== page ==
The High Court has recently considered a situation where a company had plans to develop a site in Nottingham with 131 flats above a ground floor commercial unit.

Before construction commenced, contracts were exchanged with buyers in respect of most of the 131 flats and each buyer paid a deposit of 50% of the purchase price. Their various solicitors took the usual step of registering the contracts against the seller’s title at the Land Registry. These registrations have the effect of protecting the flat buyers’ interests against the property itself and effectively prevent its sale to anyone else.

The company went into liquidation and the liquidator found a purchaser for the site. The liquidator’s application to the Court related to whether or not the flat buyers registrations at the Land Registry could be validly maintained in view of, broadly, the fact that no construction had taken place on the site and the flats – that were the subject matter of the contracts – were not yet built.

The crux of the issue was that if the buyers’ registrations could be validly maintained, then they would effectively be secured creditors and would be reimbursed from the sale of the development site. If not, then they would just be unsecured creditors in the liquidation of the company – and probably end up with very little.

The Court did not initially come to a decision on the main issue – and a compromise was reached to allow the site to be sold and for the dispute to proceed at a later date with the sale proceeds being protected in the meantime by way of the buyers each having a lien over the sale proceeds. The Court needed to consider, as well as the interests of the flat purchasers, the interests of the general unsecured creditors of the company – who would have been hoping that the flat purchasers’ claims would fail, so that the sale proceeds of the site would be part of the defunct company’s overall assets and therefore available for division amongst all creditors.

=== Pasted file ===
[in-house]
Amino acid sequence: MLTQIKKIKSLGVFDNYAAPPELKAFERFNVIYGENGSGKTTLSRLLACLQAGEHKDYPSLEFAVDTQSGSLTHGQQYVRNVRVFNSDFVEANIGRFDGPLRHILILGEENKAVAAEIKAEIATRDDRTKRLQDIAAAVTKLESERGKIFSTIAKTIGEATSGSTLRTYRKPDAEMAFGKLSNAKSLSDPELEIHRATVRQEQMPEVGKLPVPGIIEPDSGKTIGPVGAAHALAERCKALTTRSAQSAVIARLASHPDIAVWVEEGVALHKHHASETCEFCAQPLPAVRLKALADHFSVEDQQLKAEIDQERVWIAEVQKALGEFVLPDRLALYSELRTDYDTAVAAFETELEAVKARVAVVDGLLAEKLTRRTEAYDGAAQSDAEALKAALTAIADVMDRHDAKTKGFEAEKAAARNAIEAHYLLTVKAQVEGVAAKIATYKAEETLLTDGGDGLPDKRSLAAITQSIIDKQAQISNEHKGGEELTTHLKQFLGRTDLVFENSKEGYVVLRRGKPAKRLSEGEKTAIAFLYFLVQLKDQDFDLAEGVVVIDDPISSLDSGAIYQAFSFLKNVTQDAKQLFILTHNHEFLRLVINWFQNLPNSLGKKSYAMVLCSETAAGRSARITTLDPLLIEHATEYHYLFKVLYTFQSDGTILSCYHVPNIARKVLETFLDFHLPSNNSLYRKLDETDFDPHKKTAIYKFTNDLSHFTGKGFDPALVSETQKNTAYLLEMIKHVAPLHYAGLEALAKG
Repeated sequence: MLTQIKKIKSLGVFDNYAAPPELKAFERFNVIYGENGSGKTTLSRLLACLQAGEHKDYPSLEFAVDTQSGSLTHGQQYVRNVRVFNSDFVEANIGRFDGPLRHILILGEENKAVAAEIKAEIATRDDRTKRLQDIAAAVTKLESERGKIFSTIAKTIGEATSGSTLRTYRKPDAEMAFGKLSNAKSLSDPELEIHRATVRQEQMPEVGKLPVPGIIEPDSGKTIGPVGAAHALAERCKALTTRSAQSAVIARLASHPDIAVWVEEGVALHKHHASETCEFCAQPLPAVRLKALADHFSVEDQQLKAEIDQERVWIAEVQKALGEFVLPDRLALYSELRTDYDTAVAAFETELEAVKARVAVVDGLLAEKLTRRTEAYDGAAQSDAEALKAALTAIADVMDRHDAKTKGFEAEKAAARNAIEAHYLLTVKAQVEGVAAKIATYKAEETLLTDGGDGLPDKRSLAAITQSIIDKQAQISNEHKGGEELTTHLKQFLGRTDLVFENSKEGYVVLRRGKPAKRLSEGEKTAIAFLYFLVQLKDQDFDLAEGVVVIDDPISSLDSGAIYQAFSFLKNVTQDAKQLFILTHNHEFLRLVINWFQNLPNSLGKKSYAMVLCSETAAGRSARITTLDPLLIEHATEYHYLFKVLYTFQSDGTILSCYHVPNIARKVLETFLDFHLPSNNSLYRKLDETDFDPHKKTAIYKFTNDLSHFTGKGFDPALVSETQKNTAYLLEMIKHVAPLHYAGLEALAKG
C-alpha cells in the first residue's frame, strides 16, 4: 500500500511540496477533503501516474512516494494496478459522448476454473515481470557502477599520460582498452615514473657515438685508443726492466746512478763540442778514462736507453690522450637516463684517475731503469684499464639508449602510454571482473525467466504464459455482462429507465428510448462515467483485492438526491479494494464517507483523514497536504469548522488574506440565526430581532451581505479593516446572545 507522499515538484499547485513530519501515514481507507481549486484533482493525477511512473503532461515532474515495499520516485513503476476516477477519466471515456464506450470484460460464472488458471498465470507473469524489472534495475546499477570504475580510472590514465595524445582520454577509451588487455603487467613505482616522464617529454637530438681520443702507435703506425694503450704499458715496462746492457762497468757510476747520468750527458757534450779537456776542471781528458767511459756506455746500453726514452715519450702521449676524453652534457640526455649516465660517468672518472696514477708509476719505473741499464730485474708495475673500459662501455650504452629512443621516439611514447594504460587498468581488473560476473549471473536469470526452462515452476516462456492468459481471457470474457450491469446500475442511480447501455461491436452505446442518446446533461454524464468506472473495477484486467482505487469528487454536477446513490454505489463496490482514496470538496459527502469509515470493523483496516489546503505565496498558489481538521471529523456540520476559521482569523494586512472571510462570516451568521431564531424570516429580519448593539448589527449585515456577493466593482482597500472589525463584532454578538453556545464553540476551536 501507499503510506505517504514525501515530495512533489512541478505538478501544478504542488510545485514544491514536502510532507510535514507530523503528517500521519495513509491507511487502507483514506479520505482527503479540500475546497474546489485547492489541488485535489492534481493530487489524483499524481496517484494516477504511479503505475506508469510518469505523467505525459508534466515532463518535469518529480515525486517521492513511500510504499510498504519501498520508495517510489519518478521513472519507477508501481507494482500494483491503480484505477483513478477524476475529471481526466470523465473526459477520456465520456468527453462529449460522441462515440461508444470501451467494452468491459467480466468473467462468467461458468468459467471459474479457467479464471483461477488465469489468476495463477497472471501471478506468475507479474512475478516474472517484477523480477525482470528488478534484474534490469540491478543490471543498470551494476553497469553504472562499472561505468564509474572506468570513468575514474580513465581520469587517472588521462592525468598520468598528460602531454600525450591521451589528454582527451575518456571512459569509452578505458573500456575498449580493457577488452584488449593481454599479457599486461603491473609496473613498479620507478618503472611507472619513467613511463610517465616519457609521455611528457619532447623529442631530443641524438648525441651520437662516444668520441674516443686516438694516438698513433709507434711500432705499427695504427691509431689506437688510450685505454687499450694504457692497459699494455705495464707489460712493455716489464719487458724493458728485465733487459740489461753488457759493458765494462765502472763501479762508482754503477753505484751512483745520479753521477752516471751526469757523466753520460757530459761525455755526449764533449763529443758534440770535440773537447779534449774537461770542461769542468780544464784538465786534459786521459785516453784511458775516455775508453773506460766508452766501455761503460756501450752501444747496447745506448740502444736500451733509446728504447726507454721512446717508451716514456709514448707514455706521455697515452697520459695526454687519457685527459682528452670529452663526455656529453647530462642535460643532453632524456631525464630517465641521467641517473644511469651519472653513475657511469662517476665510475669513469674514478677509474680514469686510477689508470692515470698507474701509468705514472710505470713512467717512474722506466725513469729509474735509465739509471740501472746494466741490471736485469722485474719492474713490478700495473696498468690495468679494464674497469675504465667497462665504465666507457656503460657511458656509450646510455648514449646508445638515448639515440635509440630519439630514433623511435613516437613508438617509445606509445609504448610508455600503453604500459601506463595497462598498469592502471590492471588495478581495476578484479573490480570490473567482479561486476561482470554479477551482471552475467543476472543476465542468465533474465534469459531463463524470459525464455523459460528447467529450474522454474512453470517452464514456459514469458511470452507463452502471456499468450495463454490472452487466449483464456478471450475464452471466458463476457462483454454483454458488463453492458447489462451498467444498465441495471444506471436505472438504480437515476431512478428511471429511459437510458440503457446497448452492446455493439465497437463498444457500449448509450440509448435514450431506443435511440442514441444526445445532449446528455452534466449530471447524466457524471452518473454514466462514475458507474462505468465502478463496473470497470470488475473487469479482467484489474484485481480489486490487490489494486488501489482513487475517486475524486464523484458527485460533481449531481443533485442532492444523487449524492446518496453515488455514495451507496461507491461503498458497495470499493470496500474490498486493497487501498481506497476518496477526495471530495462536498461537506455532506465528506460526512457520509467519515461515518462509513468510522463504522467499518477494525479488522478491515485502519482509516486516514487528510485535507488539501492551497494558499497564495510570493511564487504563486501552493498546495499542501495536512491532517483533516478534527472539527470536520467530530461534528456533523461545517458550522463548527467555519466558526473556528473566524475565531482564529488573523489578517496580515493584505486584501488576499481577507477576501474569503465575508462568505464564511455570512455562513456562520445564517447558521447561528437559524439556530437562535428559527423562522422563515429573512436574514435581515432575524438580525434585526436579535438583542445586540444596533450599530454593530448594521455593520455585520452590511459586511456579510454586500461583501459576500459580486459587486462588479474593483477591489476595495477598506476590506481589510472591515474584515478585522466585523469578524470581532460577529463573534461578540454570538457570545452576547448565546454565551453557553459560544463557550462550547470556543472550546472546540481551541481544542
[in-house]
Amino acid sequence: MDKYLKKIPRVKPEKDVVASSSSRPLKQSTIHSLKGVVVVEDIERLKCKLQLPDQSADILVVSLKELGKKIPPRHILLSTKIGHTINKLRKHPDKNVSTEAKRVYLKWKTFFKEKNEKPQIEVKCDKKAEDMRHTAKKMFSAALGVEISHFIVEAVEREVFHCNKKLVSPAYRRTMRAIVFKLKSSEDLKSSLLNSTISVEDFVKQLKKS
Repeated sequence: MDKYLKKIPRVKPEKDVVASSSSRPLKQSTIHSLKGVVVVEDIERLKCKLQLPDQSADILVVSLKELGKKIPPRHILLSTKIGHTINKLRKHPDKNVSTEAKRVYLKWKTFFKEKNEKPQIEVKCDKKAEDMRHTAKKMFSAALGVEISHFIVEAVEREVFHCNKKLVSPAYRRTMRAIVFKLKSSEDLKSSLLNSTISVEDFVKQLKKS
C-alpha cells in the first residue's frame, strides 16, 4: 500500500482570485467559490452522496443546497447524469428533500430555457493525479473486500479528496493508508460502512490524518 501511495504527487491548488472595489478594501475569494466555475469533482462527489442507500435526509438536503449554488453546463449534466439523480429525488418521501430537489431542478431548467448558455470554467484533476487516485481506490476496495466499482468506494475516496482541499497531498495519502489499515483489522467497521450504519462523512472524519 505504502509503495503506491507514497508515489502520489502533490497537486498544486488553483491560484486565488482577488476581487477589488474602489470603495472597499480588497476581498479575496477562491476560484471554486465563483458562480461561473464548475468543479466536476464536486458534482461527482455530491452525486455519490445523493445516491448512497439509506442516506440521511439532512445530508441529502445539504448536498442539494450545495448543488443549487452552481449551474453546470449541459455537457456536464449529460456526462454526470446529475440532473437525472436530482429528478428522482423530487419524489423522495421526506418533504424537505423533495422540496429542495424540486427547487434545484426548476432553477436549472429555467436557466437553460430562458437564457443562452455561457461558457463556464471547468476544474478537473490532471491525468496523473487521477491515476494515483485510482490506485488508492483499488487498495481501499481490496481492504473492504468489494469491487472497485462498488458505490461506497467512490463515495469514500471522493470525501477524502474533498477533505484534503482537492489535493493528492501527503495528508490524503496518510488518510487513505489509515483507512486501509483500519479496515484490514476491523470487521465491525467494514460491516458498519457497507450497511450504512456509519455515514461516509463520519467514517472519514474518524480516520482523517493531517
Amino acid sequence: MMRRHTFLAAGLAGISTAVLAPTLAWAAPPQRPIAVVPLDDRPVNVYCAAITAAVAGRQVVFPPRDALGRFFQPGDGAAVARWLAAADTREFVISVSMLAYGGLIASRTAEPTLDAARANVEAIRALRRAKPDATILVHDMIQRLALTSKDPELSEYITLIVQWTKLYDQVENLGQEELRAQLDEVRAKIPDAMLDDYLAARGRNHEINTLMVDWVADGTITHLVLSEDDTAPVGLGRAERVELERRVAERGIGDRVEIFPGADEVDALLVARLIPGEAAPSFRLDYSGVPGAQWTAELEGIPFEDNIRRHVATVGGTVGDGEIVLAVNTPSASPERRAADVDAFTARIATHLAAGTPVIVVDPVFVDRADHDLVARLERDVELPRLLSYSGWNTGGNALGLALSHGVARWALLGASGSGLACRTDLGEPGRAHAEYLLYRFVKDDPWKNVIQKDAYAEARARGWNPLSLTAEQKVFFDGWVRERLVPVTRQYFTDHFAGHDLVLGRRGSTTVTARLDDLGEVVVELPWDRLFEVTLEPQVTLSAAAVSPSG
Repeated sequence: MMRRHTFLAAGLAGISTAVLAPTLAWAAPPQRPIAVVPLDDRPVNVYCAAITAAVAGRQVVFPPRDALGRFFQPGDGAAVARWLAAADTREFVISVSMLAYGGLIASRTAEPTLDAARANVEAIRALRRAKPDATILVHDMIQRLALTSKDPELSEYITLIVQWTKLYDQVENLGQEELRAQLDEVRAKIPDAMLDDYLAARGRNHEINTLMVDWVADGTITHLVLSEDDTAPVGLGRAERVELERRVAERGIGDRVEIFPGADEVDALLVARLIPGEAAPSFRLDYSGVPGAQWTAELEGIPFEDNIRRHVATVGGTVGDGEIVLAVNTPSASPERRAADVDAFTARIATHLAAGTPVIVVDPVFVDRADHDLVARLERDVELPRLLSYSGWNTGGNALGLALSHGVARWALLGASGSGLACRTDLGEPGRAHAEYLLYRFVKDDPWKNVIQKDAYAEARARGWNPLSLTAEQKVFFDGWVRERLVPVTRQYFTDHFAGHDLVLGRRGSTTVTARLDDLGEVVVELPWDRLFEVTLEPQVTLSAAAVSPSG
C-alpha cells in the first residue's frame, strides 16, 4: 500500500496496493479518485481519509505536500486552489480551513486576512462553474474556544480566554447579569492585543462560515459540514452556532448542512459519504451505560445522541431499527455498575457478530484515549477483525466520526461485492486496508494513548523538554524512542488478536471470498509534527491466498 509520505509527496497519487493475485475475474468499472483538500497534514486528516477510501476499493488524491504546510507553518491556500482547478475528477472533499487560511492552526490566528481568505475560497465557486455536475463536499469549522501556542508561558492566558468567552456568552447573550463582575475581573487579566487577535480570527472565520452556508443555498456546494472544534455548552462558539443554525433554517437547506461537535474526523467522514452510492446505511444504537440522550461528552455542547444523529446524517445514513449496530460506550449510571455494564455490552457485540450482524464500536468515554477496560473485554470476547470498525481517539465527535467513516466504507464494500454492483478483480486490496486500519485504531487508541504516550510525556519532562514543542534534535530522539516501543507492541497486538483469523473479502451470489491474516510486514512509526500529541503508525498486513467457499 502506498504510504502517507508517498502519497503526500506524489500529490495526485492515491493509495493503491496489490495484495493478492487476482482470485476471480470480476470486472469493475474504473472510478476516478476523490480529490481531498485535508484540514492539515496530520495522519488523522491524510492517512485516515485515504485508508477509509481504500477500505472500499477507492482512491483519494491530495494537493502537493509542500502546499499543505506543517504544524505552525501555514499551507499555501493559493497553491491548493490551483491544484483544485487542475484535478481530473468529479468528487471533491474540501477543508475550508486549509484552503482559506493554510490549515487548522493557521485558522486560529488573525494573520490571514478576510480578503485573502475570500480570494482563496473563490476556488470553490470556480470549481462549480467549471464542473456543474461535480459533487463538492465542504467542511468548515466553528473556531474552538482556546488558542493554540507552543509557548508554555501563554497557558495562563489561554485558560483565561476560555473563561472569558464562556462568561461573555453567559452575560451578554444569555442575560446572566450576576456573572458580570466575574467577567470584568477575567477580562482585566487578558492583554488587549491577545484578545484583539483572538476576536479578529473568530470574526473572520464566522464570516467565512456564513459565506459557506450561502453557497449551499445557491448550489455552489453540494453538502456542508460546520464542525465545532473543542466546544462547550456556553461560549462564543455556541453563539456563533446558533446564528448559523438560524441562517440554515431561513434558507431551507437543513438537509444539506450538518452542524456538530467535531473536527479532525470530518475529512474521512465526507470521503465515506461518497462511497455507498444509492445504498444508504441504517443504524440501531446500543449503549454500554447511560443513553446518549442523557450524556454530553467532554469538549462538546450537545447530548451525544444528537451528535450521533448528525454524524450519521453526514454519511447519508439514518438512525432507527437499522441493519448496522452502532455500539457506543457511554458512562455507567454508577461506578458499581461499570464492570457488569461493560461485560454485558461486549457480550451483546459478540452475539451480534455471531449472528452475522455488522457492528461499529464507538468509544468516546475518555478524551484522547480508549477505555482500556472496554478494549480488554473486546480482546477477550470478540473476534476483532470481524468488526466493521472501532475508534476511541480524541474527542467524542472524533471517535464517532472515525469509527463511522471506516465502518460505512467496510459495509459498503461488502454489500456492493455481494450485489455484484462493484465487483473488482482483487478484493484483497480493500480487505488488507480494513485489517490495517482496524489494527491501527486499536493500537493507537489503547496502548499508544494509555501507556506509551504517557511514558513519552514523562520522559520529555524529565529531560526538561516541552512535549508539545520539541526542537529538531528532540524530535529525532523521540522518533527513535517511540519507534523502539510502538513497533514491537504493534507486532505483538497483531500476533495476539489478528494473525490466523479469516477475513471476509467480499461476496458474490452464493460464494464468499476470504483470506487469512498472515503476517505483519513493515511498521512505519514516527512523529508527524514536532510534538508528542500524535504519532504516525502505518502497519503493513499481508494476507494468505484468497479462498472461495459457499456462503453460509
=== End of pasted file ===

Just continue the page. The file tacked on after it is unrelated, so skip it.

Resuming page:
At a subsequent hearing, the Court decided that the flat buyers were protected and their liens attached to the airspace that would have been occupied by their individual flats if they had been constructed – so it was essential that the flat contracts related to a specific flat. This was generally good news for the flat buyers as it meant that they were treated as secured creditors and would be paid from the site sale proceeds. There was, though, a complicated calculation of what the flats would be worth so that the correct apportionment of the site sale proceeds could be made. The protection they ended up with was not as extensive as they would have had if their protection had applied to the site as a whole.

So, it is not all good news for people in similar situations to these flat buyers. The prospect of recovery, even for a protected flat buyer, depends on the amount for which a development site is sold and also on the number and value of any other secured creditors – so there is certainly no guarantee that each buyer would recover the whole of the deposit paid.

Some buyers in these circumstances may have some protection under new-build guarantee schemes operated by the National House Building Council (NHBC) and various other alternative providers. These schemes can protect a buyer’s deposit but they are usually limited in amount so that they protect, for example, a deposit of not more than 10% of the purchase price. Clearly, buyers that pay large deposits are considerably more at risk than those who pay the more usual 10%.


The decision in this case gave the flat buyers some protection and a remedy. However, it is clear that “off plan” transactions should not be entered into without a full evaluation of the risks involved and even more clear that larger than usual deposits (i.e. more than 10%) in such transactions should be treated with considerable caution.

(Alpha Students (Nottingham) Ltd (In liquidation) v Eason and another [2017] EWHC 209 (Ch).  Cited as Eason v Wong.